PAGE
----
Bull Ring Henge at Dove Holes
The Bull Ring is a Class II henge near Dove Holes built in the late Neolithic period and is National Monument number 23282. About 20m away from the henge there are two barrows; one oval, one bowl.
The construction is a large, circular earthwork, about 1m high and 9-11m wide which was originally 2m high and 5.5-7m wide. There is a ditch on the inside varying between 0.5 to 1 metres deep and 8 to 12 metres wide; it was originally 1.2-2.1m deep and 5-6.5m wide. The ditch and bank are separated by a berm, which was originally 5m wide. There are entrances to the north and south, each of which have a causeway across the ditch. A skeleton was reputedly found near the north entrance; this entrance was also damaged in the 19th century by quarrying. The centre of the henge was ploughed in the 18th century; a drystone wall was also built across the site during the same era.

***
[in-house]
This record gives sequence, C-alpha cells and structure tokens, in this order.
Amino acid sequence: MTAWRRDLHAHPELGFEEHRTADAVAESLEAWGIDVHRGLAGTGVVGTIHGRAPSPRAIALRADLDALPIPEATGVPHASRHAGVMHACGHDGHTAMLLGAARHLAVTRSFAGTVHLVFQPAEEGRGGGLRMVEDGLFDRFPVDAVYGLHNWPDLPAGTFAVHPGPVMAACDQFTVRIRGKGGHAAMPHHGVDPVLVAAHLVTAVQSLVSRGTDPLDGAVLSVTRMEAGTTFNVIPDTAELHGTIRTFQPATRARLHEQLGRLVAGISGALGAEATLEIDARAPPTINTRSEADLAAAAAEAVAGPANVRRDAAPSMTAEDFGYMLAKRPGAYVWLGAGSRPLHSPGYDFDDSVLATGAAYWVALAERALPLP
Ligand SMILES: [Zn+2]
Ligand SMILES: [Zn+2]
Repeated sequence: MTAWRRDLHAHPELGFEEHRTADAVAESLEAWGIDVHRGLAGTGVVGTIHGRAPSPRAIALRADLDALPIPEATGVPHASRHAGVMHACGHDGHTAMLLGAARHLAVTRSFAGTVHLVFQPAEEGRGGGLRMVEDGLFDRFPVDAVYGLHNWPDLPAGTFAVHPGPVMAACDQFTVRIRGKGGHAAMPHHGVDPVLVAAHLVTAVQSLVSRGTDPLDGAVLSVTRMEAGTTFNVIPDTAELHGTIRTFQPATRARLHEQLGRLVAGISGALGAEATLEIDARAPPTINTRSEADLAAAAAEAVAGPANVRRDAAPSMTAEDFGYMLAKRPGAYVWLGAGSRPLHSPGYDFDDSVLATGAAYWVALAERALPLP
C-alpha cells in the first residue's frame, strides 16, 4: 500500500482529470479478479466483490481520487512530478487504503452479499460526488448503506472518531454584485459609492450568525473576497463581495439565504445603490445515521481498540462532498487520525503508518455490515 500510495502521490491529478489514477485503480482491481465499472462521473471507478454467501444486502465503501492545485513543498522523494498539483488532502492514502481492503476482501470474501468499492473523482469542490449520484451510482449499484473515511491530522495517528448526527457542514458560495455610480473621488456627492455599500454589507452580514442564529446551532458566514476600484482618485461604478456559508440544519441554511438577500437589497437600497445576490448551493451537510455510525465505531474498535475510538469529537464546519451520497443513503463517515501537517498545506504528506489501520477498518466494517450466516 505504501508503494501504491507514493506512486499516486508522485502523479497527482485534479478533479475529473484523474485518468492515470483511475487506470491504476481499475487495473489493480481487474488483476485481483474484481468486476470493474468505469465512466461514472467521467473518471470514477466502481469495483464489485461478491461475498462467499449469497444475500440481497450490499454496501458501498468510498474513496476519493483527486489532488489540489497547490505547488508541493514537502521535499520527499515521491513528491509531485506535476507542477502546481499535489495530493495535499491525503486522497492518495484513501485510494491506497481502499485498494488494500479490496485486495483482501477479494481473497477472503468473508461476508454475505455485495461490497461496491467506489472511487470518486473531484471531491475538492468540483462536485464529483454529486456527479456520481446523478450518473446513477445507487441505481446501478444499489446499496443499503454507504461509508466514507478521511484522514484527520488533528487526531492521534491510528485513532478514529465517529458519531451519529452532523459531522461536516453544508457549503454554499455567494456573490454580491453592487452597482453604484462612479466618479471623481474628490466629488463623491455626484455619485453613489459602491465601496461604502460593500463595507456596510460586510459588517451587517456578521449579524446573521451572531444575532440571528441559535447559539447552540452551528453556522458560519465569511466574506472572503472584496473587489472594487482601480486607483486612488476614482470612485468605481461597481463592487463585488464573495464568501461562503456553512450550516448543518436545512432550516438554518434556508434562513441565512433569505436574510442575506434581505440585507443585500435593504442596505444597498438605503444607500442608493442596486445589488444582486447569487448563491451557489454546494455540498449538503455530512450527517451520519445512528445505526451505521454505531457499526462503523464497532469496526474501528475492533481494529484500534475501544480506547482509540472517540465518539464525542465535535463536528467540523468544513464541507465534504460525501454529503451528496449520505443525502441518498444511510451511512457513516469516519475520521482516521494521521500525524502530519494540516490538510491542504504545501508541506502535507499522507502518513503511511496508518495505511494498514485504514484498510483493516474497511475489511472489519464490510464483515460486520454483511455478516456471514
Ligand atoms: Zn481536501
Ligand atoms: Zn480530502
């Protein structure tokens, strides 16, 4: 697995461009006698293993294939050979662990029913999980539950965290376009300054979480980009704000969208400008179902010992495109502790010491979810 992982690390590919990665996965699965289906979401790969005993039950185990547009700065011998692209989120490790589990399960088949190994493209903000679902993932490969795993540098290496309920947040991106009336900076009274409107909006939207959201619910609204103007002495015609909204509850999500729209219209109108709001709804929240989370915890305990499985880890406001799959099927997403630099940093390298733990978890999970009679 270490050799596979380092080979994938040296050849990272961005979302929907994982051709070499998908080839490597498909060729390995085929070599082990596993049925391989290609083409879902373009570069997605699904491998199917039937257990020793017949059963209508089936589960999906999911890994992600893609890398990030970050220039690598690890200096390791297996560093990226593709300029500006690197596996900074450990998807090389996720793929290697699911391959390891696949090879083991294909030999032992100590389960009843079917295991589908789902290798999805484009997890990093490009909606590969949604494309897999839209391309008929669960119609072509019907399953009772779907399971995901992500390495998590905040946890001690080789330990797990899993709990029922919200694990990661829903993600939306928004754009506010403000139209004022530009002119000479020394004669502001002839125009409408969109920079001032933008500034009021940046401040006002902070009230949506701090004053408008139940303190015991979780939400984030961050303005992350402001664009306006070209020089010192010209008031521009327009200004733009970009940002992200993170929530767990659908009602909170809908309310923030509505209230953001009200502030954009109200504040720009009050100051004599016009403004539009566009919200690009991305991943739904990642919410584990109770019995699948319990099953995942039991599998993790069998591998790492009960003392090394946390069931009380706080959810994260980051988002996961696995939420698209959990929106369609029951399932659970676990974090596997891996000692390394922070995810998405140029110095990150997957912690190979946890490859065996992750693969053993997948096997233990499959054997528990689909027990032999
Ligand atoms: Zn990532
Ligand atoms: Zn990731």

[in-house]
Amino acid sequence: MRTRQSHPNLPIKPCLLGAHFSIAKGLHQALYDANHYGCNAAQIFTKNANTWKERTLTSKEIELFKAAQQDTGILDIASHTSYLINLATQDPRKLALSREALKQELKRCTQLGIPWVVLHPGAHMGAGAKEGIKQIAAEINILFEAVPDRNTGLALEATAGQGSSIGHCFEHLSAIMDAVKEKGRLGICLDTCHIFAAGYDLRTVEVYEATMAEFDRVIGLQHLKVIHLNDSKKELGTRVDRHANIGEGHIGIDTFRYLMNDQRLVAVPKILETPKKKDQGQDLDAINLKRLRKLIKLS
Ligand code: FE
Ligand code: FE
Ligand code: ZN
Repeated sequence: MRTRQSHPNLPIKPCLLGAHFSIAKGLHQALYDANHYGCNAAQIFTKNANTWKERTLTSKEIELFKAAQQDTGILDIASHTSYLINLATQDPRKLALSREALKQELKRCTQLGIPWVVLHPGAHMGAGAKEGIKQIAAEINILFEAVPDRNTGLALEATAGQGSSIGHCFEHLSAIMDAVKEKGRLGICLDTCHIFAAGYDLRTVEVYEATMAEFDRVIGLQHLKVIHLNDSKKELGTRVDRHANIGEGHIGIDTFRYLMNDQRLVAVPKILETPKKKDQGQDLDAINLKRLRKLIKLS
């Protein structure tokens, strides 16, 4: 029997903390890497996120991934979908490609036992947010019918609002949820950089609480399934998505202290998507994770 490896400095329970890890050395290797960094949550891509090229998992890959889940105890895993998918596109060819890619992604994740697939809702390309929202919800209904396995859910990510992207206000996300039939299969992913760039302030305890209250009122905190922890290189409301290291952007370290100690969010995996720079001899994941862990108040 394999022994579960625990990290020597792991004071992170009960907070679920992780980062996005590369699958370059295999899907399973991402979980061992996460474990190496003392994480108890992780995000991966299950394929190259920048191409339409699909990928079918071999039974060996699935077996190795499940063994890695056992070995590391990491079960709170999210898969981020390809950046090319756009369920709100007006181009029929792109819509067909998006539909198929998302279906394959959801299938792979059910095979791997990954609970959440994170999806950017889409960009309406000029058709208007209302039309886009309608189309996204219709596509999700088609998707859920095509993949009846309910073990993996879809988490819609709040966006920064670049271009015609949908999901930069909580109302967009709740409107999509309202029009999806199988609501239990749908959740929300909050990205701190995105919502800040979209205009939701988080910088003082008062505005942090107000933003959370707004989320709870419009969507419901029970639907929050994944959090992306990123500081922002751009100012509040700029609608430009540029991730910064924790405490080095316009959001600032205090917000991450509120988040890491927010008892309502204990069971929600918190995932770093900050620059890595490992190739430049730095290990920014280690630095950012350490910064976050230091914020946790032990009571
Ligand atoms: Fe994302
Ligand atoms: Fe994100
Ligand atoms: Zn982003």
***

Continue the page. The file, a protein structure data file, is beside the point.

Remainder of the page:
A single standing stone (orthostat) was recorded as remaining in 1789 by Pilkington, potentially the remnant of a stone circle. It has been suggested that stones from the henge were used as sleepers for the Peak Forest Tramway circa 1790.
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